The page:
Creating a tailored one-piece garment on any one woman is one challenge. A long sleeve coverall must take into account every measurement on the female body; chest, butt, waist, torso and make sure they all work together. Often women wear different size jackets than pants, so sewing the two together definitely has its challenges. Then the goal is not only to make it look flattering but make sure she can move in it, like really move. We tried to create a fit that would include a wide range of body types. It took us a year until we were finally happy with the fit of the coverall and we are still tweaking it. After selling out of our first run we listened to some feedback from customers and improved it for the next run. Finding a factory that is capable of manufacturing our garment up to our standards of quality was definitely a challenge. We felt it important to keep our manufacturing in the USA for multiple reasons; we want to support our local economy, develop a personal relationship with the factory, and most importantly paying the people making our garments a fair wage. Our intention was never to create “high end” workwear, it was to create well made, well fitting workwear without sacrificing morals or local economy.”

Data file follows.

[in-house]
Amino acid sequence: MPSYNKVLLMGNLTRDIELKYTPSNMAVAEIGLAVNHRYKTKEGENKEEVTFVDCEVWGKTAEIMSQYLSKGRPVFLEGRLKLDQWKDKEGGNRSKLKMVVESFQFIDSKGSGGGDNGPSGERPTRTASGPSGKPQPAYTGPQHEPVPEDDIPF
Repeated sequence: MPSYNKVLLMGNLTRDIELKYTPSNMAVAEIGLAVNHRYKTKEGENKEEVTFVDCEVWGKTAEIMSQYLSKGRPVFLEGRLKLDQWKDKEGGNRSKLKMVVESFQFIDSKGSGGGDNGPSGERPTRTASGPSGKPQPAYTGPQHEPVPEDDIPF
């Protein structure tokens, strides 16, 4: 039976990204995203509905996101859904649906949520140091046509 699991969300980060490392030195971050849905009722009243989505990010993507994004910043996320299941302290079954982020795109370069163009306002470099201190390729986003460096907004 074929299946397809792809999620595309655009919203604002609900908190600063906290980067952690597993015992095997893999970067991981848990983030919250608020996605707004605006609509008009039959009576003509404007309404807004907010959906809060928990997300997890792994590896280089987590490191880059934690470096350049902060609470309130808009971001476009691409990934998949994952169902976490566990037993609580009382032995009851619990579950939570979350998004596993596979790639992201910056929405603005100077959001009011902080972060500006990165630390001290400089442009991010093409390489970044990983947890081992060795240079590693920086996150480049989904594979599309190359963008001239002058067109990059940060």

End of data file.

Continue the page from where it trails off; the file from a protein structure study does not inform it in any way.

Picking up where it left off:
Most entrepreneurs advise to closely monitor your entourage and to surround yourself with those who support you and bring out your best. Bella has her “entourage”. In addition to Shaeffer, Annelise Jeske, Videographer/ Photographer; Kathryn Adkins, Web Designer/ Graphic Designer; Kristen Haff, Graphic Designer round out a team acting in unison create a new world order, one coverall at a time. Rosie the Riveter would lend her endorsement. But, building something, challenges us to the core. Most business fail in the first 10 years. We wanted to know what the idea of failure meant to Bella. Her response left me inspired, “I am having a hard time answering this question, not because I never fail but I think it has everything to do with perception. When I think of failing I think of something not working out and that person stopping in his/her tracks and not moving further. There are plenty of times I have had an outcome or goal in mind and then it turned out completely different but I have never thought of it as failure…I start with a loose idea of how I am going to take on a problem but am always open to twists and sharp turns along the way. It sparks more creativity and rarely leaves you disappointed.” Bella envisions Handyma’am to be the place women come to find occupational clothing designed by women for women and manufactured in the US. Her client? “Any women who needs a piece of clothing that will work as hard as they do and appreciates what goes into creating that.” The women’s industrial work wear business is still lagging behind the $34.9 billion women’s office work wear business. Handy Ma’am is at the forefront of this burgeoning industry and looks to be poised to be an advocate for women’s fashion and comfort for years to come. We should all feel like we truly belong in our skin and our professions of choice.